By Stephanie Stebbing
Brace yourself. If you’re a fan of macramé decor or succulents, you might not be a fan of the new 2019 design trends. It’s time to trim the fat and cut out old, outdated styles to make room for new ones.
We’re noticing a few new patterns emerging and they can be summed up with this: opposite of what 2018 and 2017 looked like. The last couple of years liked minimalism, mid-century modern, and rustic. Not to say that all that should be tossed right out the window, but we’re scaling it back a bit. We’re introducing the concept that using a few elements from a few different styles is welcomed, which is great for those of us who can never make up our minds.
What’s out and in
Out: Labeling each room in your house with a huge wooden sign as if walking in and seeing the kitchen appliances or washer and dryer wouldn’t be enough for your guests to determine that they are, in fact, standing in the kitchen or the laundry room.
“So, what do you guys do in this room over here … the one with the refrigerator and the pantry? OH, never mind, that ‘EAT’ sign on the wall is really helpful!”–No One Ever.
Sorry to burst your bubbles, millennials.
Walking into an all-white room with a succulent plant on the windowsill, a cactus plant in the corner, and a long macramé wall hanging tells me that the residents of this home are most likely between the ages of 22 and 44 … and that’s it. It tells me nothing about their personality, the type of activities they like to do in their free time, or where they’ve been and what they’ve done. Anyone could live there.
In: The opposite of minimalism is, you guessed it, maximalism.
Let your personality shine through your home. Overuse your favorite colors. Fill your walls with photos and art. Choose eclectic pieces that you like because you like them, regardless of whether or not they “go together.” Blend styles. Be you.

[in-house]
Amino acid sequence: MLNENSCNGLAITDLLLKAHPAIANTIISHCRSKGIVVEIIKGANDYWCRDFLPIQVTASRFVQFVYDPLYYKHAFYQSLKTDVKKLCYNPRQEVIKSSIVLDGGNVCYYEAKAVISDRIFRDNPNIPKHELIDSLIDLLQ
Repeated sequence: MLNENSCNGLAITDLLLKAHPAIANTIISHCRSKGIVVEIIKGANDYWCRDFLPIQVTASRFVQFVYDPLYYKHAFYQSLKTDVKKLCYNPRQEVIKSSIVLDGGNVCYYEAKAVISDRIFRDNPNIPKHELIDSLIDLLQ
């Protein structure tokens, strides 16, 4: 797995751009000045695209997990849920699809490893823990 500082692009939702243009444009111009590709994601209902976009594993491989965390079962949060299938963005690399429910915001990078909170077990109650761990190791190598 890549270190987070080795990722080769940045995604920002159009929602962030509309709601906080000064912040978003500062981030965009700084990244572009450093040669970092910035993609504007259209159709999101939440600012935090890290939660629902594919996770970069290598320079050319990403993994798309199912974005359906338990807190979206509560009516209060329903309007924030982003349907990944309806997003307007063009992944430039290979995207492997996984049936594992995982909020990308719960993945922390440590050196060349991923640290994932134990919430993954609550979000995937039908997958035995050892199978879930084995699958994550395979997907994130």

Out: Accent walls
This one surprised me, but most expert interior designers are expecting that this trend will be left behind in 2018. Accent walls have been a great way to add a punch of character into a room that otherwise may look a little boring. However, choosing a fun wallpaper or bold color for all four walls will give your space even more character and will help your furniture look more cohesive with the rest of the room.
In: Bringing elements of the outdoors, in (biophilic design)
Design practitioners have spent a lot of time researching how our environment affects our mood, physical, and mental health. When the world outside feels chaotic, we tend to look to our own homes for comfort and rejuvenation. Using natural materials that have been very minimally processed, keeping house plants, using as much natural lighting as possible, and using more water and greenery in your design elements are great ways to implement biophilic design into your home. This has been proven time and again to reduce stress, enhance creativity and thought clarity, and improve our overall health. (This is a great article to read if you are interested in trying biophilic design in your home.)
In: Handmade pieces from your local small-businesses as opposed to cookie-cutter decor bought online or in chain stores.
We love this trend because it supports small businesses and, at the same time, allows your personality to be reflected in your home. Plus, it makes you more comfortable in your own space and gives you tons of great conversation starters.
So if we’ve learned anything with these new design trends, it’s that if you’re buying a home or thinking about switching up your current home decor style, you can’t go wrong by scrapping it all and starting anew. Cheers to embracing change, friends … and Happy New Year!
Stephanie is a marketing assistant with LePage|Johnson Realty Group, LLC in Lake Norman. Article originally appeared on CharlotteLakeNormanHomeSales.com.